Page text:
From the book, The Essential Secret of the Jews, M. Brushtein
The phenomenon of Kolobok [(http://en.wikipedia.org/wiki/Kolobok)]
How would an honest taxpayer react if in the middle of the native or non-native town, on the main square, on the central billboard, he suddenly saw information about yourself? The most innocuous. Let’s say, his name, hobbies, and a few photos of his family and friends.
It’s hard to imagine that this fact would fill a person with pride. Most likely, he would try to have this information removed from the billboard and the perpetrators punished.
But these are toys in comparison to what is happening on social networks. Information about each of us that is “open” on the web and that we have voluntarily provided was available only to special services only a decade ago. Now everything is different.
There is no anonymity, accept this!
Beginning from any starting point, you can make a complete dossier on anyone. It does not matter where you start: Social Security numbers, MAC-addresses, email addresses, or license plates. This information can give you everything about anyone.
By the way, if there is a lack of information about someone, you don’t need to look for witnesses and dig in archives. Everything is much simpler. Contact the right person through a social network directly, just be sure to back up the request by a smiley – a small picture with a jaundiced Kolobok.
For this Kolobok, your client not only will gladly provide you with all you need, but even will thank you, that is, will click on “Like.”
Amazing things are happening in the world.
Using the Internet and mobile technologies in the Obama campaign proved the real power of online social networks. (Christakis, N and Fowler, J. Connected: The Surprising Power of Our Social Networks)
We have to admit that something is happening in the world. A nation, or rather nations, quietly, and clearly not deliberately, are drawn to collective values.
Here are some interesting data about the world’s most popular social network Facebook:
More than 1 billion people are registered on Facebook.
More than 2.5 billion photos and 14 million videos are uploaded by users every month.
Online are more than 1.6 million active pages, and if you add up all the fans, you get a figure of 5.3 billion (one user can be a fan of many pages).
There are more than 1.6 million active pages, and if you add up all the fans, you will get a figure of 5.3 billion (one user can be a fan of many pages).
Facebook has been translated into more than 70 languages.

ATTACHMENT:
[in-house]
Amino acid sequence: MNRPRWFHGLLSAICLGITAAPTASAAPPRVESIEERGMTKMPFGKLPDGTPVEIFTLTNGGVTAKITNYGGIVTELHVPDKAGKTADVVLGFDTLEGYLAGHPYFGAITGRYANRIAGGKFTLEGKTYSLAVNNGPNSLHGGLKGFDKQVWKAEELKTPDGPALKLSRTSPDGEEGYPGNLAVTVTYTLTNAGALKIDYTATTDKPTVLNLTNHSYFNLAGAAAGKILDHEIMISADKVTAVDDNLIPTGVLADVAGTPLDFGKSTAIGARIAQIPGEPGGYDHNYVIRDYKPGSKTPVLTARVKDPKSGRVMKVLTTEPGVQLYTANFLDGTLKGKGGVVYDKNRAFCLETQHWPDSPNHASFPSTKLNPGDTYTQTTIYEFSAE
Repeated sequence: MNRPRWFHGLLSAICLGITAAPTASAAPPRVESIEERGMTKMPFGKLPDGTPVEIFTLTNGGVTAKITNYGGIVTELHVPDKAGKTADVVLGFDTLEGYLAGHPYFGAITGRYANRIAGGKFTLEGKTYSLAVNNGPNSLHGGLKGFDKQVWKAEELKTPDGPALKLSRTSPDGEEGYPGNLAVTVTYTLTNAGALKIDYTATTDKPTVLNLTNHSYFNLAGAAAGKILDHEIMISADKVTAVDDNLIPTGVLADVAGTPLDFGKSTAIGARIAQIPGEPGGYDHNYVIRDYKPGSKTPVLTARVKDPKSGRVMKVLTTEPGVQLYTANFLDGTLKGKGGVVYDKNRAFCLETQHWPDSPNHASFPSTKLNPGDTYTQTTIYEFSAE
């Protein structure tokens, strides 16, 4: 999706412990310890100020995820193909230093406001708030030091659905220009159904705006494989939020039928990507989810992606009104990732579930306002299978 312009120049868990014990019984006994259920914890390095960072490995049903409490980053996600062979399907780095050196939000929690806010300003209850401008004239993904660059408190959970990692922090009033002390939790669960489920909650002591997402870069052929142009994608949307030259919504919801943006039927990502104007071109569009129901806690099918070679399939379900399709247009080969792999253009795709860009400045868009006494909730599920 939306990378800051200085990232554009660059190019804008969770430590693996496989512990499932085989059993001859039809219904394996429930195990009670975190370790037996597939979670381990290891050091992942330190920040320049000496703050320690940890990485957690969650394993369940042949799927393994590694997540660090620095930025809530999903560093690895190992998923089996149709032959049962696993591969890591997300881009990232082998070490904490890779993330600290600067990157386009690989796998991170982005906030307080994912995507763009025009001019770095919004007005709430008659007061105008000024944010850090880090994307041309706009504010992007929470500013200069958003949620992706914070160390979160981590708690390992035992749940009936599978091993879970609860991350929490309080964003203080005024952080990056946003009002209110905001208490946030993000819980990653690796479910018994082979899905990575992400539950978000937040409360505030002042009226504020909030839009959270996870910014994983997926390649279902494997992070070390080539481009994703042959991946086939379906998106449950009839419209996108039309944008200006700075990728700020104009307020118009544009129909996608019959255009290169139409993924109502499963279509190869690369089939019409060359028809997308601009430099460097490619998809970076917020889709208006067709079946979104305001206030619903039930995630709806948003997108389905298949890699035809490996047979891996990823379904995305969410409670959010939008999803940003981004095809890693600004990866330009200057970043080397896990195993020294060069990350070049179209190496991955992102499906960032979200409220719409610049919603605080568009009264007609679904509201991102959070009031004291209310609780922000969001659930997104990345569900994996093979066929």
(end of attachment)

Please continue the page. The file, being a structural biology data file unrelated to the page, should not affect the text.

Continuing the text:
Over 300,000 users helped translate Facebook.
U.S. psychologists presented a new diagnosis – Facebook-dependence (FAD).
A recent survey of 500 U.S. colleges revealed that 10% of admissions departments viewed profiles on Facebook to assess applicants. Members of admissions committees said that what they saw created a mostly negative impact on their opinion.
One user’s post on Facebook has led to kidney donation.
It’s hard to ignore these facts, and you cannot explain this by nostalgia for favorite classmates. By the way, these and other data, among other things, suggest that the average user, i.e., the user, has acquired unheard-of possibilities. With the help of social networks, an ordinary student can become a billionaire, and an ordinary student is able to have hundreds of thousands of people take to the streets. And it’s not funny.
This is about the student.
Mark Zuckerberg (Facebook’s creator) is the youngest billionaire in the world.
The estimated value of Facebook has grown to US $ 50 billion. (The New York Times (dealbook.nytimes.com))
And this is about another student.
Between 350 to 450 thousand people were gathered on the 3rd of September, 2011, in various cities of Israel. Several sources called this demonstration “the most massive in the history of Israel.”
The protests were initiated by 25-year old student Daphne Leef. (Wikipedia, “The 2011 Social Justice Protests”)
The most interesting thing is that all these above-mentioned trends somehow correlated with the Jews. Whether they like it or not. At least in this form.
– Take a lesson from Zuckerberg!
– What Zuckerberg?
– Any Zuckerberg!